As Thanksgiving approaches, many of us look forward to much anticipated meals together and catching up with friends and family. Whether intentional or not, these gatherings and traditions remind us to be grateful for all we have in our lives. More than just a gobble fest, the tradition of gratitude if we keep at it on a repetitive, consistent basis can be a launching point for even better health and life balance all year long.

It’s true what they say about positive thought and gratitude that it really does have the power to rewire brains for long-term positive outcomes. Here’s what you need to know about the practice of gratitude to harness the power of positivity for yourself.

Gratitude improves your mood

Research studies like this one, show that experiencing or expressing gratitude increases neurotransmitters like serotonin and dopamine that improves your mood. If you’ve been going through some difficult times, experiencing gratitude can give you a break from toxic emotions, sadness and stress. It is literally known to make people happier.  The trick is to keep it going.

Gratitude and kindness are addictive

The good part about gratitude and expressing or receiving acts of kindness is that it feels good and our brain wants more. Who doesn’t want more kindness and positivity? This positive feedback loop is one with healthy benefits including helping us to be resilient in the face of stress, enjoy deeper sleep, and experience stronger immunity, less pain, better relationships, and more energy.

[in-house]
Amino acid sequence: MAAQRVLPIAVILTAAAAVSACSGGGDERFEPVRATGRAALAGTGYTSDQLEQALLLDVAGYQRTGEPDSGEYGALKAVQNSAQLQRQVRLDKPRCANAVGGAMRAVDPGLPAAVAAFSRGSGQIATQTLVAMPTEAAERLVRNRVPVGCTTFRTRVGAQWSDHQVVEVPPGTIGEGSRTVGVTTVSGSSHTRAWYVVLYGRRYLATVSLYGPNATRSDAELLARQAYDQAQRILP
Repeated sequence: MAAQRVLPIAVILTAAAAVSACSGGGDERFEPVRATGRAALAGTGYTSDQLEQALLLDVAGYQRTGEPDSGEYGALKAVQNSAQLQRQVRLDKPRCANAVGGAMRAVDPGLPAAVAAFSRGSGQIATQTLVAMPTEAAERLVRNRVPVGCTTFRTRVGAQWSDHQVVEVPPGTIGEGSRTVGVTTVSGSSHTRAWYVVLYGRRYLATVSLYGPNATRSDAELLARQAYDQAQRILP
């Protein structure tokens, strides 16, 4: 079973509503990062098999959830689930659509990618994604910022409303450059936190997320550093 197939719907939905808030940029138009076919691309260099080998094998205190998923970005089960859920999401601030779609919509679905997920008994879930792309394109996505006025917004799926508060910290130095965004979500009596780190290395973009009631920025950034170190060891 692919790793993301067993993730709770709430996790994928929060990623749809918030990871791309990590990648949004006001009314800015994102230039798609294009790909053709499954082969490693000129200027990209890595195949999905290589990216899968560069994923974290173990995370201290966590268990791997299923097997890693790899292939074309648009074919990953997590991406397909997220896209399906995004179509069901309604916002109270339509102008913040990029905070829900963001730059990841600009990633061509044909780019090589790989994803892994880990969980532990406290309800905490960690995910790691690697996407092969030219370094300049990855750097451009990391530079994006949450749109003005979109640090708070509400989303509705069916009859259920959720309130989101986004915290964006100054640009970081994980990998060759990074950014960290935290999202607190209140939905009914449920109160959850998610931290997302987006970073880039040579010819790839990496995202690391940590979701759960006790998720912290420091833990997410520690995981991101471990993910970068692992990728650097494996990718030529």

Gratitude is most effective if we make it a regular habit

Gratitude starts by setting an intention. There are many ways to make it a regular habit. You can write letters, start a gratitude journal, focus on the good, meditate, or even tell people in your life how you feel. It can even be as simple as setting reminders on your phone or starting every morning with a deep breath and set an intention of positivity and gratitude for the day. To really help it take a hold, you have to find a way to help yourself make it a regular habit.

Gratitude and positivity attract the same
Positive thought has a certain wavelength that can be measured in a human brain. Would it surprise you to learn that human brains generate on average 30 watts of electromagnetic energy? When we work on reinforcing our habit of positivity, it can keep those positive emotions and related health benefits going. Negative experiences and emotions, though, can derail that progress which is why it’s important to find the practice that works for you. Find out more about the science behind the power of positive thinking in this helpful video.


Neurofeedback can help reinforce positive emotions

Sometimes it can be hard on our own to get enough consistent, repetitive practice to prime the positivity pump. Habits can be hard to break and mental health concerns like depression, anxiety and other brain-based conditions can make it difficult to accomplish on our own. Neurofeedback training is a non-invasive, simple solution to train your brain so it can more easily adopt new, healthier habits of mind. Best of all, the training is relaxing and the effects are long-lasting. Contact Dr. Ed Carlton at Carlton Neurofeedback Center in Manassas, Virginia at 703-335-9149 or go online to request a free, no obligation appointment to see if neurofeedback could be right for you or a loved one.